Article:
Graph Theory
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Graph Theory

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of c, so c(v) 6= c(w) since g (and hence f) is nowhere zero. If e =2 T , let
P denote the v!w path in T . Then
c(w)¡ c(v) = f( !P ) = ¡f(e; w; v) 6= 0
by Lemma 6.5.2 (ii).
Conversely, we now assume that G has a k-colouring c. Let us deflne c
f :
E!Z by
f(e; v; w) := c(w)¡ c(v) ; f
and g:
E\u2044! Z by g(!e \u2044) := f(!e). Clearly, f satisfles (F1) and takes g
values in f§1; : : : ;§(k ¡ 1) g, so by Lemma 6.5.2 (i) the same holds
for g. By deflnition of f , we further have f(
C ) = 0 for every cycle
with orientation. By Lemma 6.5.2 (ii), therefore, g is a k-°ow. \u2044
140 6. Flows
6.6 Tutte\u2019s °ow conjectures
How can we determine the °ow number of a graph? Indeed, does every
(bridgeless) graph have a °ow number, a k-°ow for some k? Can °ow
numbers, like chromatic numbers, become arbitrarily large? Can we
characterize the graphs admitting a k-°ow, for given k?
Of these four questions, we shall answer the second and third in this
section: we prove that every bridgeless graph has a 6-°ow. In particular,
a graph has a °ow number if and only if it has no bridge. The ques-
tion asking for a characterization of the graphs with a k-°ow remains
interesting for k = 3; 4; 5. Partial answers are suggested by the following
three conjectures of Tutte, who initiated algebraic °ow theory.
The oldest and best known of the Tutte conjectures is his 5-°ow
Five-Flow Conjecture. (Tutte 1954)
Every bridgeless multigraph has a 5-°ow.
Which graphs have a 4-°ow? By Proposition 6.4.4, the 4-edge-
connected graphs are among them. The Petersen graph (Fig. 6.6.1), on
the other hand, is an example of a bridgeless graph without a 4-°ow:
since it is cubic but not 3-edge-colourable (Ex. 19, Ch. 5), it cannot have
a 4-°ow by Proposition 6.4.5 (ii).
Fig. 6.6.1. The Petersen graph
Tutte\u2019s 4-°ow conjecture states that the Petersen graph must be
present in every graph without a 4-°ow:
Four-Flow Conjecture. (Tutte 1966)
Every bridgeless multigraph not containing the Petersen graph as a mi-
nor has a 4-°ow.
By Proposition 1.7.2, we may replace the word \u2018minor\u2019 in the 4-°ow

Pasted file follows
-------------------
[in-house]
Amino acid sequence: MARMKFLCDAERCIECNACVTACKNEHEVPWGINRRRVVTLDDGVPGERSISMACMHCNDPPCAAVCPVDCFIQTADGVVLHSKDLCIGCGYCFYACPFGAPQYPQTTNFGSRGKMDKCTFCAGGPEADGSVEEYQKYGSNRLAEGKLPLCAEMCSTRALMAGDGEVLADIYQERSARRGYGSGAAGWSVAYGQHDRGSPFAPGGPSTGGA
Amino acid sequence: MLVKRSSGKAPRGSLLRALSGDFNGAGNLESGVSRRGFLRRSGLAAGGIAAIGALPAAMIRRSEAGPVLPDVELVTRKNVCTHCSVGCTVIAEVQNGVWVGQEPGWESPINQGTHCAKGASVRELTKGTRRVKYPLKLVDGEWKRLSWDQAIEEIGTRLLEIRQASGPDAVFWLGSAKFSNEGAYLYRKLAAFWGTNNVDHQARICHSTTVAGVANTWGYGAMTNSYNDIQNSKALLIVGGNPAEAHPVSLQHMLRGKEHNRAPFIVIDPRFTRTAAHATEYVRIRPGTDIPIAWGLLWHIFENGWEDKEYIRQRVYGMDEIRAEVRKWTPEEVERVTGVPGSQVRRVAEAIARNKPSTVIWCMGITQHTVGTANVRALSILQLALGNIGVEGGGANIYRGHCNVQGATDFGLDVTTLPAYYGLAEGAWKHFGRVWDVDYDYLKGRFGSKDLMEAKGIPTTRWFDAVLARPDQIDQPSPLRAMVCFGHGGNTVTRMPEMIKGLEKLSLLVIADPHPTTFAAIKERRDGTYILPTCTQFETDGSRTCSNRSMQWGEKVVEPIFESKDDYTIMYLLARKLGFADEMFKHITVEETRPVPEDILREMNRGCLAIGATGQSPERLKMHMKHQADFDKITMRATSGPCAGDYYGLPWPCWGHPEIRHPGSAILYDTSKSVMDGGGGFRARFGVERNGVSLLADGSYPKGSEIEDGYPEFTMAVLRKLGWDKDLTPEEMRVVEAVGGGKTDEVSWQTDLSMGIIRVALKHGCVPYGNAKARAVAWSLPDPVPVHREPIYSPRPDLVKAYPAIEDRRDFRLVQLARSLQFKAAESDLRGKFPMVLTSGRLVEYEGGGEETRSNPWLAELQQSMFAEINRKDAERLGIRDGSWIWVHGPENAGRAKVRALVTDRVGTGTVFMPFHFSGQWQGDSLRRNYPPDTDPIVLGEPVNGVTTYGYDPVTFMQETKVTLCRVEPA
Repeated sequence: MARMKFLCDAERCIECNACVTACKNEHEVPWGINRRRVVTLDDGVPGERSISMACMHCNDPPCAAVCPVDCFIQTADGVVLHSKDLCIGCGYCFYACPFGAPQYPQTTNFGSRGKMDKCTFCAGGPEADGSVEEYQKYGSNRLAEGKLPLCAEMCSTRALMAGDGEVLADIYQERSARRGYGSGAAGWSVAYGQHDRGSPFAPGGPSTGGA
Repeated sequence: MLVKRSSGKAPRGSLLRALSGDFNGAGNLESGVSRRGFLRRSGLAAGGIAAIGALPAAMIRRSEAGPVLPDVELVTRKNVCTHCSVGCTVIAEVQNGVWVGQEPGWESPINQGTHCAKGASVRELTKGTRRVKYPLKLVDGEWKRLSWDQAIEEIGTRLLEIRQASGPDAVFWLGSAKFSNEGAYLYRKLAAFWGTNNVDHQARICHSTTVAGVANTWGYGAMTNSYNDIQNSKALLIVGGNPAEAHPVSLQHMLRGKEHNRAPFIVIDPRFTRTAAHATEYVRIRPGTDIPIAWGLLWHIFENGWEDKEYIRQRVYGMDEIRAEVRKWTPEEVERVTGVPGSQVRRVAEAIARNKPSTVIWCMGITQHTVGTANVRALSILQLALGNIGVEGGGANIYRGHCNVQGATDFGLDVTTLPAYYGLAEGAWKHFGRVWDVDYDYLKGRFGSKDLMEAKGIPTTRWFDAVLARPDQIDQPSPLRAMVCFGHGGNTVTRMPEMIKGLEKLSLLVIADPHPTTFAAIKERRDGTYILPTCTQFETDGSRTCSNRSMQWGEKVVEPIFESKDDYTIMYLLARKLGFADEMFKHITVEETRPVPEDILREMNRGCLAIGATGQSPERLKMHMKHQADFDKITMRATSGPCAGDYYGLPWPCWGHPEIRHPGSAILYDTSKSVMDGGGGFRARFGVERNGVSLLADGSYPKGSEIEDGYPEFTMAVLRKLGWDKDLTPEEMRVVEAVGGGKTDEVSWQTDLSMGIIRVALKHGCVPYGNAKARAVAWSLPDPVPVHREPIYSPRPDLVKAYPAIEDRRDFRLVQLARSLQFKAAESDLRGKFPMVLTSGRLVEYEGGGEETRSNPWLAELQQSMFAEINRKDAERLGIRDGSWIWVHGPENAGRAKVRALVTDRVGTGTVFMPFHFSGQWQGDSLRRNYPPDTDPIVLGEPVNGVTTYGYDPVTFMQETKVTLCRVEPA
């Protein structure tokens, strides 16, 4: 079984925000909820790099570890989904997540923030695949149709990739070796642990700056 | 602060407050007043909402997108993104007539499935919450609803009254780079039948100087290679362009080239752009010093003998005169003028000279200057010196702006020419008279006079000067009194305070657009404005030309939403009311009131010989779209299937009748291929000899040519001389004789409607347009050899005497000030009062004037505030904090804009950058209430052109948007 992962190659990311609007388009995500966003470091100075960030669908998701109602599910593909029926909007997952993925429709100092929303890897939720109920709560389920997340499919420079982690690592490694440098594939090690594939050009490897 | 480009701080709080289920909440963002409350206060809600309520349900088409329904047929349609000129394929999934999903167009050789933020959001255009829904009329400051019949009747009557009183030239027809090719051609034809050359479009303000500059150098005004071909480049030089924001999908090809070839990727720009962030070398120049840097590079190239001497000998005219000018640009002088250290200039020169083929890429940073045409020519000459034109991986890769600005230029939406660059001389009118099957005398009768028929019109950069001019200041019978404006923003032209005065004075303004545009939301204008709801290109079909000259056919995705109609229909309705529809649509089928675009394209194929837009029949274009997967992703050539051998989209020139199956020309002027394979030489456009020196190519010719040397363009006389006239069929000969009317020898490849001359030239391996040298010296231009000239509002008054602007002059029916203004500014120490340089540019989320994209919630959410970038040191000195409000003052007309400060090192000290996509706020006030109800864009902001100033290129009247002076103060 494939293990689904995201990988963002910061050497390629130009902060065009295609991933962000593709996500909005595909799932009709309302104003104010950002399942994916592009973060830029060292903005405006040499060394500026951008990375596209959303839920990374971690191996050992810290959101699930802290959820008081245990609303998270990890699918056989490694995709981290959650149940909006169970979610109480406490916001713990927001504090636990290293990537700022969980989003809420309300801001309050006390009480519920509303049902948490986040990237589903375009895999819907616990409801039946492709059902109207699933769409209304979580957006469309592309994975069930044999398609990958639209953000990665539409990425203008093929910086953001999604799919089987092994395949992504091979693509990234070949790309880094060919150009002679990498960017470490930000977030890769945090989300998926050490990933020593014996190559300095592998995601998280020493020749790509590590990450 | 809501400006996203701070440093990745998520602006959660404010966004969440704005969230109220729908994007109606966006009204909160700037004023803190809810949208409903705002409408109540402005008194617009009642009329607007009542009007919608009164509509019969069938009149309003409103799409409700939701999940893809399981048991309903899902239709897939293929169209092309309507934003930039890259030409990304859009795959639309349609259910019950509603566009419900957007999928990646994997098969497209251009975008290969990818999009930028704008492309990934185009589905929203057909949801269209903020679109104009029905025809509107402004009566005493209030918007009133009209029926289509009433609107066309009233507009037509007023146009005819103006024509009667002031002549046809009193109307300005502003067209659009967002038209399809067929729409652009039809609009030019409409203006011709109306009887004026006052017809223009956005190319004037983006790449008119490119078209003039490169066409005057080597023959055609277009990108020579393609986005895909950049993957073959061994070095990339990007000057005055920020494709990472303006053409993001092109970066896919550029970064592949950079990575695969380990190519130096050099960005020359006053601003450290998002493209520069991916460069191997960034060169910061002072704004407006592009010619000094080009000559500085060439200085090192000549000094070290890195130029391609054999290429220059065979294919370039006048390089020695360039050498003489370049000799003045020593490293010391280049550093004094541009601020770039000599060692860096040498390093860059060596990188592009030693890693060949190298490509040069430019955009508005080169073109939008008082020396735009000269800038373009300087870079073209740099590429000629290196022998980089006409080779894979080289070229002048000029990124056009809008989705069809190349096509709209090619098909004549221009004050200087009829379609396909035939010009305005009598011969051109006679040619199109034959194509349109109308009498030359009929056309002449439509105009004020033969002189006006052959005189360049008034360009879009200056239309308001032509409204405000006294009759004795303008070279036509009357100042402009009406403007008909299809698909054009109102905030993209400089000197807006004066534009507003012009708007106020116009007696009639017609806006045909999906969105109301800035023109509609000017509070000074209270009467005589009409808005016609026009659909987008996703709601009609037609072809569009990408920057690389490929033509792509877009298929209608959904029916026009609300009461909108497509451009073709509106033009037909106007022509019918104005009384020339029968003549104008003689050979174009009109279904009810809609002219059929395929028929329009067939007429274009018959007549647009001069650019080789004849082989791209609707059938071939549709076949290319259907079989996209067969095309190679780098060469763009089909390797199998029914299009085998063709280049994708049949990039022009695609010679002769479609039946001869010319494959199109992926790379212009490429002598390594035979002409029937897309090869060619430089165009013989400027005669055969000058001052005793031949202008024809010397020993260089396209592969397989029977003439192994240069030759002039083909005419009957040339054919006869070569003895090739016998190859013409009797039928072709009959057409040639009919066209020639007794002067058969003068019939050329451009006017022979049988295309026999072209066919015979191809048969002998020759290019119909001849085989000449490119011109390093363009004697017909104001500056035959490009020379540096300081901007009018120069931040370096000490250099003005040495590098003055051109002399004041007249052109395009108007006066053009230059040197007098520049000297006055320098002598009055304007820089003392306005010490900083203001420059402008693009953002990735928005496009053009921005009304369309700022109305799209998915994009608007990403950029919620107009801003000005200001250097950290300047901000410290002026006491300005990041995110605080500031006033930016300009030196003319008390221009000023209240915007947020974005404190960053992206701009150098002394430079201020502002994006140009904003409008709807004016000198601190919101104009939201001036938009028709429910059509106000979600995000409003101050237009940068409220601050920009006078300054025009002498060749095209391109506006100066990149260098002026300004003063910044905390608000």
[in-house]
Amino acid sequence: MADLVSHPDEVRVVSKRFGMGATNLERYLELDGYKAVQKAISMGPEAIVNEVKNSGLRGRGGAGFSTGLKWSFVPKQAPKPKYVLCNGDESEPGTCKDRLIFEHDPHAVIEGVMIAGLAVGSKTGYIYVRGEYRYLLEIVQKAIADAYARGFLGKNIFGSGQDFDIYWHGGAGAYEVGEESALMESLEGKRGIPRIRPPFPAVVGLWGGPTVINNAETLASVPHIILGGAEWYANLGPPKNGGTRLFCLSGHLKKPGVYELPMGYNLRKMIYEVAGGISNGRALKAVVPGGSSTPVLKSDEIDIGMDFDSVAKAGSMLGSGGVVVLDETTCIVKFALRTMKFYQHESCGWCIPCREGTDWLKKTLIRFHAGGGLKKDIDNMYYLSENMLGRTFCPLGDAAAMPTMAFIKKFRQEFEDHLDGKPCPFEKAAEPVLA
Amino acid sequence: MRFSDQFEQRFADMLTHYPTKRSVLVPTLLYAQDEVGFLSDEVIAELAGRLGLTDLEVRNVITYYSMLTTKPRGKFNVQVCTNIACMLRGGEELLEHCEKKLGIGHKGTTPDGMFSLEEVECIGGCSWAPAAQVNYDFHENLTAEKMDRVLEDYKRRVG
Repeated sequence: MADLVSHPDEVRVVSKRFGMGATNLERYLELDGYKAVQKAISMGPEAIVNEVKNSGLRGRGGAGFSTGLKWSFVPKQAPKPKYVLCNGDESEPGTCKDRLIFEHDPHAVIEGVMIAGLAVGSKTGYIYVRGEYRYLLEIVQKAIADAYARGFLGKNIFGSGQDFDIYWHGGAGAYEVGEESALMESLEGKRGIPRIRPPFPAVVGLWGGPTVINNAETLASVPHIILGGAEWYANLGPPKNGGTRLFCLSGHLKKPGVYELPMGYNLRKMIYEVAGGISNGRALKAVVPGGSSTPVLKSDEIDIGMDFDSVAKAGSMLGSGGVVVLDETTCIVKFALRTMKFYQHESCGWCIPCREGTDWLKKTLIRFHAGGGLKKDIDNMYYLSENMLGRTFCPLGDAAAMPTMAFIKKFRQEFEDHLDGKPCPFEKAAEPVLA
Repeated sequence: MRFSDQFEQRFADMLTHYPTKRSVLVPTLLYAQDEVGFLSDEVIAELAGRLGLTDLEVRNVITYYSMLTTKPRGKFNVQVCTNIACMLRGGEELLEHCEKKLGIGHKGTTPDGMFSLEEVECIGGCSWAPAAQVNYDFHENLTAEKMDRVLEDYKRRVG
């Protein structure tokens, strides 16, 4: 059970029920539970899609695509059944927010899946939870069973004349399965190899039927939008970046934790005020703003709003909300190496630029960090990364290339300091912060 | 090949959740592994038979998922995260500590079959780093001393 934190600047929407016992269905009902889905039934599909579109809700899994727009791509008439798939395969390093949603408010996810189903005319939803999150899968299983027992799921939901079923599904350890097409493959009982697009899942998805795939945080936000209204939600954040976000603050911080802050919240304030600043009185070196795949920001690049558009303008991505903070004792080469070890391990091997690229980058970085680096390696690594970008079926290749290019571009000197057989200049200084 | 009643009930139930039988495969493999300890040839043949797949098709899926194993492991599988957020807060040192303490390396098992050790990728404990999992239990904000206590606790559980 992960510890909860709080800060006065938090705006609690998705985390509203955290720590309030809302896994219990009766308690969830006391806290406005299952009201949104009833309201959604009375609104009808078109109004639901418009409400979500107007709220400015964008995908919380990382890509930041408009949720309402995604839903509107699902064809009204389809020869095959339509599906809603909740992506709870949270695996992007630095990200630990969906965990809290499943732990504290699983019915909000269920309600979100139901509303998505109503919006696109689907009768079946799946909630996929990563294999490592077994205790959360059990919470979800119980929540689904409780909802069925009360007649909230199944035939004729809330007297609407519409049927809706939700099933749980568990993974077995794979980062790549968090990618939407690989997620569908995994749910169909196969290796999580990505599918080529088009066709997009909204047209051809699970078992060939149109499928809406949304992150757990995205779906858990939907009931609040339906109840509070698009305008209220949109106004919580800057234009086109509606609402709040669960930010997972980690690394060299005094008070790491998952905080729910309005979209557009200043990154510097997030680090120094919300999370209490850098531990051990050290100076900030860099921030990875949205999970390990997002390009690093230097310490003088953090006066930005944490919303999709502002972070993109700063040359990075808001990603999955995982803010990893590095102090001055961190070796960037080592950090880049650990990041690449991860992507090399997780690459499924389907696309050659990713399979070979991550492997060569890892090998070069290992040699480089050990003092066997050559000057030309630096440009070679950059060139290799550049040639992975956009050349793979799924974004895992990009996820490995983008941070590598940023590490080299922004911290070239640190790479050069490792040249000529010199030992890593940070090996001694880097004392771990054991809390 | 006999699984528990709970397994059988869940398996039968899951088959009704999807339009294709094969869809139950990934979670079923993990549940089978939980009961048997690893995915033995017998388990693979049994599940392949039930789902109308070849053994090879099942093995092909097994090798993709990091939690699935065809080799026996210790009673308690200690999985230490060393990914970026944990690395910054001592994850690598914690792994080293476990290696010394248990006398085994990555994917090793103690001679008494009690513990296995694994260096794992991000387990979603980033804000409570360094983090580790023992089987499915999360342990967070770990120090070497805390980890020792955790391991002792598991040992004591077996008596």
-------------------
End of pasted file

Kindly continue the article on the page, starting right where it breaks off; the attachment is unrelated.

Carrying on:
conjecture by \u2018topological minor\u2019.
6.6 Tutte\u2019s °ow conjectures 141
Even if true, the 4-°ow conjecture will not be best possible: a K11,
for example, contains the Petersen graph as a minor but has a 4-°ow,
even a 2-°ow. The conjecture appears more natural for sparser graphs,
and indeed the cubic graphs form an important special case. (See the
A cubic bridgeless graph or multigraph without a 4-°ow (equivalent-
ly, without a 3-edge-colouring) is called a snark . The 4-°ow conjecture snark
for cubic graphs says that every snark contains the Petersen graph as
a minor; in this sense, the Petersen graph has thus been shown to be
the smallest snark. Snarks form the hard core both of the four colour
theorem and of the 5-°ow conjecture: the four colour theorem is equi-
valent to the assertion that no snark is planar (exercise), and it is not
di\u2013cult to reduce the 5-°ow conjecture to the case of snarks.5 However,
although the snarks form a very special class of graphs, none of the
problems mentioned seems to become much easier by this reduction.6
Three-Flow Conjecture. (Tutte 1972)
Every multigraph without a cut consisting of exactly one or exactly three
edges has a 3-°ow.
Again, the 3-°ow conjecture will not be best possible: it is easy to con-
struct graphs with three-edge cuts that have a 3-°ow (exercise).
By our duality theorem (6.5.3), all three °ow conjectures are true
for planar graphs and thus motivated: the 3-°ow conjecture translates
to Gro\u2dctzsch\u2019s theorem (5.1.3), the 4-°ow conjecture to the four colour
theorem (since the Petersen graph is not planar, it is not a minor of a
planar graph), the 5-°ow conjecture to the flve colour theorem.